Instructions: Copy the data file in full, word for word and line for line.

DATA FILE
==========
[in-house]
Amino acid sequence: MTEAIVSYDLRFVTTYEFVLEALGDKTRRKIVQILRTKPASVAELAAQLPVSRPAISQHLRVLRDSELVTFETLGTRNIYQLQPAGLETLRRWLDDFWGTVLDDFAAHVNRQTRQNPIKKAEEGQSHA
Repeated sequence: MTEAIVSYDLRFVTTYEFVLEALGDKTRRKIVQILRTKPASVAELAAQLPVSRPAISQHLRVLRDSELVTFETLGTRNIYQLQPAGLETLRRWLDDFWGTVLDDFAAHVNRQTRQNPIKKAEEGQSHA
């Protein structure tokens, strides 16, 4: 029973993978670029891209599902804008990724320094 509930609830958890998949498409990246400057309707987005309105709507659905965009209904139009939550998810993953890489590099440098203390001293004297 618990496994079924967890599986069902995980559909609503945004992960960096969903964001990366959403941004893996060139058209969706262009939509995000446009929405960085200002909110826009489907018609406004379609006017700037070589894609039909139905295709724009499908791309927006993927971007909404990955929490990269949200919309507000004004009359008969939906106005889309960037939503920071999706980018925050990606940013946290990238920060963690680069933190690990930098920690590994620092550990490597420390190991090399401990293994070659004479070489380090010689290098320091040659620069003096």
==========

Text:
[in-house]
Amino acid sequence: MTEAIVSYDLRFVTTYEFVLEALGDKTRRKIVQILRTKPASVAELAAQLPVSRPAISQHLRVLRDSELVTFETLGTRNIYQLQPAGLETLRRWLDDFWGTVLDDFAAHVNRQTRQNPIKKAEEGQSHA
Repeated sequence: MTEAIVSYDLRFVTTYEFVLEALGDKTRRKIVQILRTKPASVAELAAQLPVSRPAISQHLRVLRDSELVTFETLGTRNIYQLQPAGLETLRRWLDDFWGTVLDDFAAHVNRQTRQNPIKKAEEGQSHA
């Protein structure tokens, strides 16, 4: 029973993978670029891209599902804008990724320094 509930609830958890998949498409990246400057309707987005309105709507659905965009209904139009939550998810993953890489590099440098203390001293004297 618990496994079924967890599986069902995980559909609503945004992960960096969903964001990366959403941004893996060139058209969706262009939509995000446009929405960085200002909110826009489907018609406004379609006017700037070589894609039909139905295709724009499908791309927006993927971007909404990955929490990269949200919309507000004004009359008969939906106005889309960037939503920071999706980018925050990606940013946290990238920060963690680069933190690990930098920690590994620092550990490597420390190991090399401990293994070659004479070489380090010689290098320091040659620069003096």